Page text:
Franz Boas's Introduction to the Handbook of American Indian Languages

by Suzanne Kemmer

Background on 19th century linguistic typology

In 1836, Wilhelm von Humboldt laid out an influential view of the "essential types" of language, which is a division into structural types based on what we now call morphological typology, i.e., the typical morphological structure of the word in a language: for example, do words in a language usually consist of a single morpheme or multiple morphemes?

Until the twentieth century, this was effectively the only type of typology of language, that is, if we define language typology as a division of languages into structural types (with or without a semantic aspect to the types). Typology, then, can be viewed as language classification based on aspects of linguistic structure. The other major type of classification in the 19th century was of course genetic classification, based on hypotheses about historical relationships of cultural transmission through the generations and not on cultural borrowing. Both modes of classification, genetic and typological, were seen as important, but logically distinct as they are based on different criteria. (Sometimes the two classifications can show empirical overlap, however. Genetically related languages can be typologically similar if they have not diverged structurally in any significant way through areal contact with typologically different neighboring languages.)

Morphological typology is based on word structure, i.e. the typical degree of complexity of words in a language compared to other languages. Why was morphological typology seen as so important? Why not, for example, a division based on what kind of passive structure a language had, or what kind of syllable structure?

There were different reasons for the focus on word structure, but one was, I think, that it is an instantly recognizable difference once you look at the languages through a type of writing system with spaces between words. You can actually see the difference in word sizes on paper if the languages are written like western languages. Some languages have really long words, and the length comes from morphological complexity; while others have really short words, which are morphologically simple.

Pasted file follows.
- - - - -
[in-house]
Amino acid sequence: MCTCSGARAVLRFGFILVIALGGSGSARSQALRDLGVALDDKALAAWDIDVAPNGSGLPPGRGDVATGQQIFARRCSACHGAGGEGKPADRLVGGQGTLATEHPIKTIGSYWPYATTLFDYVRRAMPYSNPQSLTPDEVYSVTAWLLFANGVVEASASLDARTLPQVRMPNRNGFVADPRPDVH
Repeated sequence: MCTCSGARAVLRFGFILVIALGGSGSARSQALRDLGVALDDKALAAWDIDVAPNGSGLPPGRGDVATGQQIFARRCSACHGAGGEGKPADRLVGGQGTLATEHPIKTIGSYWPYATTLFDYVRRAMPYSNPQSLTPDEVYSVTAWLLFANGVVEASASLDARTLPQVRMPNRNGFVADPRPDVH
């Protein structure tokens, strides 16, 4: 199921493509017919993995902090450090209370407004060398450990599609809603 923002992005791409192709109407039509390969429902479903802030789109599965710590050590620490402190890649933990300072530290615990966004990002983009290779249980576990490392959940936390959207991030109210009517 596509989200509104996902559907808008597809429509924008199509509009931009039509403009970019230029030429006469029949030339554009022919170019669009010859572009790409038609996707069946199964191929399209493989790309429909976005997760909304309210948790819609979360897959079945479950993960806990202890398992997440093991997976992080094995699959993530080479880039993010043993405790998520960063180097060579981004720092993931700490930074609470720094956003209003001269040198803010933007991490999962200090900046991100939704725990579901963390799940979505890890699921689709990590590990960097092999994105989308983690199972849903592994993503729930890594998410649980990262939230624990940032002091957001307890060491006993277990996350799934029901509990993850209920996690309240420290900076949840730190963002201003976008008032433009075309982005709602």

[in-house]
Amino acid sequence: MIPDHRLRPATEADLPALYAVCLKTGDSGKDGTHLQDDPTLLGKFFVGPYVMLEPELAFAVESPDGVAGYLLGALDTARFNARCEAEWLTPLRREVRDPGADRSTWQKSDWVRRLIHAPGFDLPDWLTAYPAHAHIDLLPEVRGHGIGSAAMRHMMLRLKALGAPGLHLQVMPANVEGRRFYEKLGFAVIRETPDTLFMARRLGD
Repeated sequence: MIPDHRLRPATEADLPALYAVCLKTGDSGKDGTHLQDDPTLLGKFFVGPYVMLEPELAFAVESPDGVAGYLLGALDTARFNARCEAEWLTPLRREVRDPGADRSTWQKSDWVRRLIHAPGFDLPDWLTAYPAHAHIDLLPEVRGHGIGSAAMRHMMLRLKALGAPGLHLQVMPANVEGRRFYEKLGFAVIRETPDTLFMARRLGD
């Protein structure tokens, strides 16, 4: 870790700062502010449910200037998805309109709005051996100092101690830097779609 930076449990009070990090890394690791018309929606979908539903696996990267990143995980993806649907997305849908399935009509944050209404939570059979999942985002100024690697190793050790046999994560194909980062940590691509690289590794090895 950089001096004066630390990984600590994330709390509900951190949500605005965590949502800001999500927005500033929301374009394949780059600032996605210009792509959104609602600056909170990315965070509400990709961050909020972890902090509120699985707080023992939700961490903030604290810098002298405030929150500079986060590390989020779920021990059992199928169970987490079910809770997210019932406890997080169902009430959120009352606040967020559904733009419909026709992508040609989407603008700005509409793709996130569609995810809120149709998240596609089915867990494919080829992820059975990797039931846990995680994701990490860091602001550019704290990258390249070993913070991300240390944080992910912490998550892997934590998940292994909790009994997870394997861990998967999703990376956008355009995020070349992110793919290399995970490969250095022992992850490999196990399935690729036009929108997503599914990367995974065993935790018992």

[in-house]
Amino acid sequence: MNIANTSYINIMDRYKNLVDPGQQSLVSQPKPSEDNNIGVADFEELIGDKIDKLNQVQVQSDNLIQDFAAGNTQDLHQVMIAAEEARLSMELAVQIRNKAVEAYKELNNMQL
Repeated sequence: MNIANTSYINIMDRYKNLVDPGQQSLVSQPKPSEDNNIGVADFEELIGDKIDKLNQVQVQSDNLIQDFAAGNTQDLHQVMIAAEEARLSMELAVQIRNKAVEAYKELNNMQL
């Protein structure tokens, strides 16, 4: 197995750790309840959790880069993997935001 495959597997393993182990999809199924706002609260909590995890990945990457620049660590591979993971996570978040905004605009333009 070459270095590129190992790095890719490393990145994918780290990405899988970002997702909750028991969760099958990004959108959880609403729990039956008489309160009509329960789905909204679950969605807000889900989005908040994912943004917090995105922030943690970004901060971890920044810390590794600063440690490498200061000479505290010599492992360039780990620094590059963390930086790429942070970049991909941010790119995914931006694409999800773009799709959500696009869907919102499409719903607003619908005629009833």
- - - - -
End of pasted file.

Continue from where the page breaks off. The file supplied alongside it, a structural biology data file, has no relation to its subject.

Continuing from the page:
A second reason is that morphological typology seems to divide languages into types on a global or "entire-language" basis. Every language has words and morphemes and there has to be some relation between morphemes and words. Morphological typology is interesting because it is not a necessary fact that many or most words in a language should correlate with each other roughly in terms of degree of complexity. It is an observable empirical fact that a language as a whole had a particular and characteristic kind of structure permeating all its utterances. Such a fact seems to beg for an explanation. (We still don't really have one today, other than a suggestion that something about the way humans process languages limits the possibilities for complexity of word structure to a certain range, much as our auditory range limits the pitches of the sounds found in human languages).

Add to this noticeability a folk model in which the structure of language maps directly to the structure of thought (also a model held by grammarians of the 17th-18th centuries), and that magnifies differences among the languages even more.

Another reason for the intensive focus on morphological types was the prevalent belief that the differences in word complexity among languages are indicative of complexity of non-linguistic aspects of their speaker populations, such as cultural complexity and/or degree of complexity of thought. Some of these beliefs are described in the next section.

Von Humboldt had some other very specific philosophical reasons why it was important, which I won't go into.

Although boundaries between the morphological types are hard to draw no matter what criteria you use (since linguistic structures fall on continua rather than in sharply separate categories), there are still prototypical examples that show up the differences clearly. Chinese approximates one morpheme per word, so it is isolating; Turkish is agglutinating because it has words consisting of a root plus at least one affix and often many separate affixes; Greenlandic Eskimo is polysynthetic because it has a very large number of morphemes put together into a word, so many, in fact, that utterances that express fully specified events can easily consist of just one word, with one or more roots modified by a number of affixes. The occurrence of complete sentences expressed in one long word is facilitated by the fact that Greenlandic is an incorporating language, that is, the verb can incorporate lexical objects. The result is the occurrence in many instances of more than one root in a single word. English has multi-root words as what we call compounds--but these do not generally make up a whole utterance; they usually serve as just one part of speech in a sentence, such as a noun or a verb.

Earlier beliefs in correlation between morphological type and mental/cultural type